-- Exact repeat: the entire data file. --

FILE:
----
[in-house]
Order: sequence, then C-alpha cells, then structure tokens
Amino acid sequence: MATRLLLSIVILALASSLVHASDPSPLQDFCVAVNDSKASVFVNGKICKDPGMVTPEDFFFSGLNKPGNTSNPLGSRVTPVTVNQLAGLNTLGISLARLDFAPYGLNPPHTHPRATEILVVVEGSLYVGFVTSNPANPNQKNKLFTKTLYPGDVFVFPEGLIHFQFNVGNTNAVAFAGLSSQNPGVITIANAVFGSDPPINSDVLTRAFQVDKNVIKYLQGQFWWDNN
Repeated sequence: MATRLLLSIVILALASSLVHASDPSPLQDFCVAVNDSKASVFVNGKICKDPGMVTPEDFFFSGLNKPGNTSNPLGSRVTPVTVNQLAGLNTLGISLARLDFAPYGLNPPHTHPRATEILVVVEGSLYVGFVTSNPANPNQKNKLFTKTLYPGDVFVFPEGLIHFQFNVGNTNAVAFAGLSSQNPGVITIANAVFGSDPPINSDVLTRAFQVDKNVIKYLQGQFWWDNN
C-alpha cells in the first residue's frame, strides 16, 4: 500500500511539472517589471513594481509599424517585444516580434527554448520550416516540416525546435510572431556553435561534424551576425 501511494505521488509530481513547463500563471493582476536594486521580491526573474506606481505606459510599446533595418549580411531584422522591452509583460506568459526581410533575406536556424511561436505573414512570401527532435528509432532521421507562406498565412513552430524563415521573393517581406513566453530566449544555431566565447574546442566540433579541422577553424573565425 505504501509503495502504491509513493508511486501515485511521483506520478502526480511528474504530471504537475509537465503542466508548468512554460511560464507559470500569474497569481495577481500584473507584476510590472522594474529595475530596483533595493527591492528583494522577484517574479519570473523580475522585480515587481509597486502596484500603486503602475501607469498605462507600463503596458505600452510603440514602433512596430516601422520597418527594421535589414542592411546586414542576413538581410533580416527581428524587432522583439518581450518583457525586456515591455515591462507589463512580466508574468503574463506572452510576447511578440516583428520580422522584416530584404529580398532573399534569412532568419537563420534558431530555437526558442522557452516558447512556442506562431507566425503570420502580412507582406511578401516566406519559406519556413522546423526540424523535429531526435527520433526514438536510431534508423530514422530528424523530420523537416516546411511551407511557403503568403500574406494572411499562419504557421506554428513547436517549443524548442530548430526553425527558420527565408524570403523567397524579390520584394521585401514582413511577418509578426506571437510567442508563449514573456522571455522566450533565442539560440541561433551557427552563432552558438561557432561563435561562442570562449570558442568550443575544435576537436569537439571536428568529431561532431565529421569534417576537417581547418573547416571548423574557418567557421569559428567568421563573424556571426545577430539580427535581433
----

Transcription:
[in-house]
Order: sequence, then C-alpha cells, then structure tokens
Amino acid sequence: MATRLLLSIVILALASSLVHASDPSPLQDFCVAVNDSKASVFVNGKICKDPGMVTPEDFFFSGLNKPGNTSNPLGSRVTPVTVNQLAGLNTLGISLARLDFAPYGLNPPHTHPRATEILVVVEGSLYVGFVTSNPANPNQKNKLFTKTLYPGDVFVFPEGLIHFQFNVGNTNAVAFAGLSSQNPGVITIANAVFGSDPPINSDVLTRAFQVDKNVIKYLQGQFWWDNN
Repeated sequence: MATRLLLSIVILALASSLVHASDPSPLQDFCVAVNDSKASVFVNGKICKDPGMVTPEDFFFSGLNKPGNTSNPLGSRVTPVTVNQLAGLNTLGISLARLDFAPYGLNPPHTHPRATEILVVVEGSLYVGFVTSNPANPNQKNKLFTKTLYPGDVFVFPEGLIHFQFNVGNTNAVAFAGLSSQNPGVITIANAVFGSDPPINSDVLTRAFQVDKNVIKYLQGQFWWDNN
C-alpha cells in the first residue's frame, strides 16, 4: 500500500511539472517589471513594481509599424517585444516580434527554448520550416516540416525546435510572431556553435561534424551576425 501511494505521488509530481513547463500563471493582476536594486521580491526573474506606481505606459510599446533595418549580411531584422522591452509583460506568459526581410533575406536556424511561436505573414512570401527532435528509432532521421507562406498565412513552430524563415521573393517581406513566453530566449544555431566565447574546442566540433579541422577553424573565425 505504501509503495502504491509513493508511486501515485511521483506520478502526480511528474504530471504537475509537465503542466508548468512554460511560464507559470500569474497569481495577481500584473507584476510590472522594474529595475530596483533595493527591492528583494522577484517574479519570473523580475522585480515587481509597486502596484500603486503602475501607469498605462507600463503596458505600452510603440514602433512596430516601422520597418527594421535589414542592411546586414542576413538581410533580416527581428524587432522583439518581450518583457525586456515591455515591462507589463512580466508574468503574463506572452510576447511578440516583428520580422522584416530584404529580398532573399534569412532568419537563420534558431530555437526558442522557452516558447512556442506562431507566425503570420502580412507582406511578401516566406519559406519556413522546423526540424523535429531526435527520433526514438536510431534508423530514422530528424523530420523537416516546411511551407511557403503568403500574406494572411499562419504557421506554428513547436517549443524548442530548430526553425527558420527565408524570403523567397524579390520584394521585401514582413511577418509578426506571437510567442508563449514573456522571455522566450533565442539560440541561433551557427552563432552558438561557432561563435561562442570562449570558442568550443575544435576537436569537439571536428568529431561532431565529421569534417576537417581547418573547416571548423574557418567557421569559428567568421563573424556571426545577430539580427535581433